Don’t Rock the Boat, Baby

As I fly over the beautiful country of Canada, making my way through the airspace above the United States, in to Costa Rica territory, I can’t help but think about the fact that I’m flying. Well, I’m not literally flying, I didn’t chug a red bull and grow wings to aid me in my travelling endeavours. No, instead I boarded an airplane and am currently making my way to Liberia. I’ve been flying since I was in diapers. That’s quite a long time if you ask me. Reminiscing on my past travels, I can’t help but think about the terrible motion sickness I used to get. Not even just in airplanes, I would throw up in cars on road trips and don’t even get me started on my first (and only) cruise.

I could never figure out why I was always getting sick when I was travelling. It never made sense to me. Especially since it seemed that the rest of my family was completely unphased by the idea of moving faster than the average human can run, without actually running. But alas, I have stumbled across a theory in a book titled The Idiotic Brain.

Before I begin explaining this theory to you, there are some things we must establish that are relevant and necessary to the explanation. Firstly, we humans are so incredibly complex it isn’t even funny. A cool phenomenon by the name of Evolution has been shaping and constructing us from day 1 (however long ago that may be). Evolution, natural selection, Darwinism has created a body that is so particular it is mind boggling. Secondly, and probably most shocking, our bodies have been so sophisticatedly crafted to fit our environment that our bodies aren’t event perfect. We are so flawed. And I’m not talking about you lactose intolerant, gluten-free blemishes of society (just kidding), I’m talking our body literally contradicts itself. And Thirdly, by “body” I mean “mind.” Because our entire body can only function because we have a mind that guides it and tells it what to do. So really, without our mind, we are just a corpse. Not even a walking corpse because our brain tells us how to do that.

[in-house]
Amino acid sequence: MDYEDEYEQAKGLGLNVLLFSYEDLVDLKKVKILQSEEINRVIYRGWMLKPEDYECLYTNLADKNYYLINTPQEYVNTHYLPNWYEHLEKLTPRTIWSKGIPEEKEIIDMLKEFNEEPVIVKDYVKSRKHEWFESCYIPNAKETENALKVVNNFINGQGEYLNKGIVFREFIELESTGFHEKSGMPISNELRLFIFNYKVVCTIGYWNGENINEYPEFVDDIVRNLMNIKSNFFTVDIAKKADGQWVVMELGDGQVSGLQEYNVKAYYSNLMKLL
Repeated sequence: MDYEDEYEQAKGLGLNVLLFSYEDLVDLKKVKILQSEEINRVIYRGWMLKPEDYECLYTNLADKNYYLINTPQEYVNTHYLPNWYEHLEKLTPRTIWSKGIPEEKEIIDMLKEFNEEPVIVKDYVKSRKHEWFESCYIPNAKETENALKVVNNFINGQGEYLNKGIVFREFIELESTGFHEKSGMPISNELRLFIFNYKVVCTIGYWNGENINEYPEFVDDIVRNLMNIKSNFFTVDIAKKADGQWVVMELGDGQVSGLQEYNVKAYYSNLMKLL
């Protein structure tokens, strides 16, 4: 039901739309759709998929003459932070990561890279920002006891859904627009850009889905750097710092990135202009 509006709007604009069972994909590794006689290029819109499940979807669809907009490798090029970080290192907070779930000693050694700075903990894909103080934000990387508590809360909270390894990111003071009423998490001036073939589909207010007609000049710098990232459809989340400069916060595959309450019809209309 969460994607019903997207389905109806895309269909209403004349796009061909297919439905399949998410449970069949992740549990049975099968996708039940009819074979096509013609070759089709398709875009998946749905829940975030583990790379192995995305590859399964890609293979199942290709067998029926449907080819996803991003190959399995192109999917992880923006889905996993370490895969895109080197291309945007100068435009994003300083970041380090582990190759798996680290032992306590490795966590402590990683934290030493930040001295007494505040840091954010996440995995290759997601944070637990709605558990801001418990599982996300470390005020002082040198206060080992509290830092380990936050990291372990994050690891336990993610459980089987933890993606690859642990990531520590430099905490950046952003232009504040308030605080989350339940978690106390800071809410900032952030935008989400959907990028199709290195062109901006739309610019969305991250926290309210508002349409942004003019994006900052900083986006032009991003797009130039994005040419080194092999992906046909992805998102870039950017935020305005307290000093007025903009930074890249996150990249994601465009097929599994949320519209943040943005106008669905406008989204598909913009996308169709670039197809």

Next lets establish two very important systems that contribute to the feeling of motion sickness. We have our ocular system, that consists of our eyes, and the occipital lobe at the very back of the brain. We observe everything with our eyes, sending information about what we see to our occipital lobe where that information is processed. From there, it reaches out to the other areas of the brain where it combines with other systems. One of those systems being our vestibular system, which is located within our ear. The vestibular system is our balance and coordination system. It is this system that tells us “hey, champ, your head is leaning in an awkward three degrees down and to the left, fix that before I freak out.” You see, the vestibular system is a set of bones lined with nerves and filled with icky fluid. The fluid is sensitive to gravity and splashes around our inner ear according to the way our body is oriented in space. If we were to hang upside down, the fluid would travel towards the top of the bone structure, triggering the nerves there and telling our brain “we’re upside down.” Even walking moves the fluid in a consistent pattern back and forth, and back and forth. In combination with our eyes perceiving the movement of objects passing us, we can establish that movement is happening. However, our vestibular system has quite the problem when introduced to artificial movement.

When we sit in a car to get from point A to point B, our bodies are not technically moving. As a whole we are travelling through space but our bodies themselves are not making any movements, we’re simply sitting there. Because no movement is occurring, our vestibular system is idle, meaning no movement. However, as we can see when we glance out the window, we are in fact moving. We can tell by the trees and buildings moving past us in a hurry. This poses a problem. Our ocular system is sending messages to our brain saying MOVEMENT, while our vestibular system is saying TIME TO SIT AND QUIT. So what happens when the brain receives two differing signals? If any of you are frequent drinkers than you’ll know about the infamous spins that is a consequence of over drinking. Even though you are standing perfectly still, the entire room is perceived as “spinning.” Well, in both scenarios, the body is still while the ocular system is experiences motion cues. In one case, alcohol is to blame. In the other, we know it isn’t alcohol (or maybe it is, who am I to judge) so what else could it be? Perhaps, we’ve been poisoned – well perhaps our mind thinks we’ve been poisoned. What better way to rid the body of poison than to throw it up?

Now I know what you’re thinking, why would the body think it was poisoned? Frankly, why wouldn’t it? It’s already overwhelmed with the idea that its moving and not moving at the same time. At this point, something is wrong and the body needs to purge whatever is wrong with it the quickest way possible.

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